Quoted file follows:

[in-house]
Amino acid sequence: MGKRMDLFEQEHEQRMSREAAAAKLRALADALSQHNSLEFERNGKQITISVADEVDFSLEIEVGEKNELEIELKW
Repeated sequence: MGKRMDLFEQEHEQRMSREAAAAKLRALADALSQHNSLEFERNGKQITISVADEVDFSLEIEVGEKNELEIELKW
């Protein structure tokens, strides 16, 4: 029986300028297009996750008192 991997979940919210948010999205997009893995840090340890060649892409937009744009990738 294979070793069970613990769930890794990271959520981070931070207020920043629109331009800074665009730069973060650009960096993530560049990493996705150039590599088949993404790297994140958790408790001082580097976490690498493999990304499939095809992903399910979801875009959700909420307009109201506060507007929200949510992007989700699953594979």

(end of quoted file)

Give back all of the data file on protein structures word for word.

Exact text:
[in-house]
Amino acid sequence: MGKRMDLFEQEHEQRMSREAAAAKLRALADALSQHNSLEFERNGKQITISVADEVDFSLEIEVGEKNELEIELKW
Repeated sequence: MGKRMDLFEQEHEQRMSREAAAAKLRALADALSQHNSLEFERNGKQITISVADEVDFSLEIEVGEKNELEIELKW
């Protein structure tokens, strides 16, 4: 029986300028297009996750008192 991997979940919210948010999205997009893995840090340890060649892409937009744009990738 294979070793069970613990769930890794990271959520981070931070207020920043629109331009800074665009730069973060650009960096993530560049990493996705150039590599088949993404790297994140958790408790001082580097976490690498493999990304499939095809992903399910979801875009959700909420307009109201506060507007929200949510992007989700699953594979």